Sontag Brothers - Born and raised in Mankato, Minnesota, these brothers would grow up to become train robbers in California. John was born on May 27, 1861 and his brother George came along on April 10, 1864. George began a life of crime when he was just 15 years old by stealing cigars from his employer and was sent to the state reform school in St. Paul. After he was released he headed to Nebraska, where he went to work as a grocery store clerk. However, when he was caught embezzling money from his employer he was arrested again and sent to the Nebraska State Prison.  He was released in 1887.


In the meantime, John had moved to Los Angeles, California in 1878 and gone to work for the railroad, where he was badly injured in an industrial accident. After he recovered he went to work with a farmer by the name of Chris Evans. Harboring a deep resentment against the railroad, John and Chris Evans began to rob trains.


When George Sontag joined his brother in California in 1889, he joined them in their outlaw endeavors. On August 1, 1892, the trio robbed a train in Fresno, making off with three stacks of money. Actively pursued by the Pinkertons, George was arrested, but John and Chris managed to escape. Convicted, George was given a life sentence at Folsom Prison.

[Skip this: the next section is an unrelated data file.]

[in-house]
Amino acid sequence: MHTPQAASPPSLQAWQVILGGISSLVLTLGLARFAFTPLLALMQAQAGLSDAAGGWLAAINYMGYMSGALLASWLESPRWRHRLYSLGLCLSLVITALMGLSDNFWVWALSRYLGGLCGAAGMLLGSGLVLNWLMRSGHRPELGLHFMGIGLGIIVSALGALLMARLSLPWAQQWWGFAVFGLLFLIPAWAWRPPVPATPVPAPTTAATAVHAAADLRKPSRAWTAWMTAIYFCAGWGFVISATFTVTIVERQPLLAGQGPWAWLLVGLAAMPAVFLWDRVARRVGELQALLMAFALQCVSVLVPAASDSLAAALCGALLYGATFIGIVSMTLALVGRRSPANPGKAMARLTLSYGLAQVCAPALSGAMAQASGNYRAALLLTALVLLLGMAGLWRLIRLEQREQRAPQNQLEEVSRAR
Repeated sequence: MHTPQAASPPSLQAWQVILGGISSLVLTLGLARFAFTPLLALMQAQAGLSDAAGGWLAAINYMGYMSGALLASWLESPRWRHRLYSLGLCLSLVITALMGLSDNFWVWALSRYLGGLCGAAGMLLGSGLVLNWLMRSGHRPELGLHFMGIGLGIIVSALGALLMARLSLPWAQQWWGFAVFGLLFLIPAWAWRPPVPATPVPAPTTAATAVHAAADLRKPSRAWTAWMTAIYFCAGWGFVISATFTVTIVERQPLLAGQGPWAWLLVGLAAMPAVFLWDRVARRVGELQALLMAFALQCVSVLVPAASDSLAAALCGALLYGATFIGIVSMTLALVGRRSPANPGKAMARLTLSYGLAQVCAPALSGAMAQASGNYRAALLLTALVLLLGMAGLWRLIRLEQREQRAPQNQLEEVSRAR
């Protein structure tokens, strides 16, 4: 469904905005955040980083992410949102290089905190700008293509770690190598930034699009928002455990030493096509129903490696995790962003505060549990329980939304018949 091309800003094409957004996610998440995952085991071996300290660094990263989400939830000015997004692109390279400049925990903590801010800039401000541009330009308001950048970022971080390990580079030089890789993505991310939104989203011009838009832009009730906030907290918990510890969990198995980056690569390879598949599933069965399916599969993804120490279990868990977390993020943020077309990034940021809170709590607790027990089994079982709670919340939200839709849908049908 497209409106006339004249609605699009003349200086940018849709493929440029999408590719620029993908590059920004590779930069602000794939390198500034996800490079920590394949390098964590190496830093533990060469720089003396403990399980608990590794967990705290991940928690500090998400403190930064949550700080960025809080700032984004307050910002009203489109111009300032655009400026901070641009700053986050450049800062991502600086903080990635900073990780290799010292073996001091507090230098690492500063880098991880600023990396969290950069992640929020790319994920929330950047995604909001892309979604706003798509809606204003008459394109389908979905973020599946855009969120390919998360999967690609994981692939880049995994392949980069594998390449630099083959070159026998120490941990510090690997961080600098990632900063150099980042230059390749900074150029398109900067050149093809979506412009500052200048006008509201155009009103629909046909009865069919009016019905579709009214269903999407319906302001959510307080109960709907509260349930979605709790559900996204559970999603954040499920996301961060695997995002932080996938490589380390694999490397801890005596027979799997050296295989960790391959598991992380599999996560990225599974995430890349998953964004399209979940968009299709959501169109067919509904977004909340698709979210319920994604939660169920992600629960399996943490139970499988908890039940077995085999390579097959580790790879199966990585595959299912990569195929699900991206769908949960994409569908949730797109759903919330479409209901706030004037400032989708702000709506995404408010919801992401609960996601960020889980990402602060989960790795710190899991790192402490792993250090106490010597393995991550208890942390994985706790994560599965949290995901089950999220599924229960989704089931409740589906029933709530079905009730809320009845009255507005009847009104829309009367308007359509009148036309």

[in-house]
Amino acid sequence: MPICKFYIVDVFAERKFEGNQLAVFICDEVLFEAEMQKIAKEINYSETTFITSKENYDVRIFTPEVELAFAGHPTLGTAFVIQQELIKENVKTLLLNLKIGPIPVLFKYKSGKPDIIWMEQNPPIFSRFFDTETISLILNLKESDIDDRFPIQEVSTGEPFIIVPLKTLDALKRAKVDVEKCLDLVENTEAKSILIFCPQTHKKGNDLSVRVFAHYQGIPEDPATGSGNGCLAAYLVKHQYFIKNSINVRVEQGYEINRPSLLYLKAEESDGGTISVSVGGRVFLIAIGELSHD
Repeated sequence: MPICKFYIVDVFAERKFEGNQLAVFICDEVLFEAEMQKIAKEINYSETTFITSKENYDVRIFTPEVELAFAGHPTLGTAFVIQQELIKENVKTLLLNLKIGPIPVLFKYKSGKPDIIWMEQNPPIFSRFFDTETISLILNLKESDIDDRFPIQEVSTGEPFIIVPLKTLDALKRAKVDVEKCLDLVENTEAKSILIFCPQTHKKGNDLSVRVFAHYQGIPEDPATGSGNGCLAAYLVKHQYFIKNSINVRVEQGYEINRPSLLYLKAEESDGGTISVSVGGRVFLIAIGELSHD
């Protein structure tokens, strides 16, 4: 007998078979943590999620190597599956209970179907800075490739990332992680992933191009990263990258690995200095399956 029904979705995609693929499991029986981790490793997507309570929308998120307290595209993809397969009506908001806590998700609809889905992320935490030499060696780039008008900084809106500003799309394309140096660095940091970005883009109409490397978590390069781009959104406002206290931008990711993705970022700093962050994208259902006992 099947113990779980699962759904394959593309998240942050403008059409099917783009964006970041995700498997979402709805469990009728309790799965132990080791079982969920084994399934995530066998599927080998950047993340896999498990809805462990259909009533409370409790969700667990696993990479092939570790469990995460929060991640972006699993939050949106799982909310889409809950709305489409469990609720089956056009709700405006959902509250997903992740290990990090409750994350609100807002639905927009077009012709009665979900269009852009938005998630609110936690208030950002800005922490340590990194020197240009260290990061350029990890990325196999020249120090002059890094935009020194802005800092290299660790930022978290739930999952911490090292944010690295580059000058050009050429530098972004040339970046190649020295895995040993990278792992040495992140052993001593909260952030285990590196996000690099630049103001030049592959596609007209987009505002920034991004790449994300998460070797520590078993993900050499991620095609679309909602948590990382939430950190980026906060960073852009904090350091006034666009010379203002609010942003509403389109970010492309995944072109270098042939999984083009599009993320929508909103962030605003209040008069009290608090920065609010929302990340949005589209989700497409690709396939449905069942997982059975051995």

The two other fugitives remained at large for almost a year until they were finally caught up with on June 11, 1893. In the ultimate shoot-out, John was so badly injured, the posse waited until morning when more help could arrive to move him. Taken to Fresno, John lived for another month before he died of tetanus. Chris Evans, who had also been wounded during the capture, survived to be convicted and sent to prison at Folsom.

After serving 15 years behind bars, George Sontag was released on March 21, 1908 and wrote the book A Pardoned Lifer, which was later made into a movie in 1914. It is unknown how or when George died. Chris Evans remained in prison until 1911 and upon his release was banished from California. He spent the rest of his life in Oregon.

William Larkin Stiles, aka: William Larkin, Billy Stiles (18?? -1908) - Gunfighter William Stiles allegedly killed his father when he was just twelve years old. He gained notoriety around the turn of the century after assisting famous Texas Ranger Jeff Milton. He was then hired by Willcox, Arizona marshal Burton Alvord. However, the two weren't dedicated to law enforcement, rather, they formed gang of train robbers that included George and Louis Owns, Three Fingered Jack" Dunlap, Bravo Juan Yoas, and Bob Brown. After serving a stint in jail, Stiles went to visit Alvord and other gang members who were incarcerated at the Cochise County courthouse. On April 7, 1900, he shot the lawman, George Bravin, taking off two of his toes, and released the prisoners. In January, 1908, Stiles was working in Nevada as a deputy sheriff and shot a man while arresting him. The victim's 12-year-old son then shot and killed Stiles.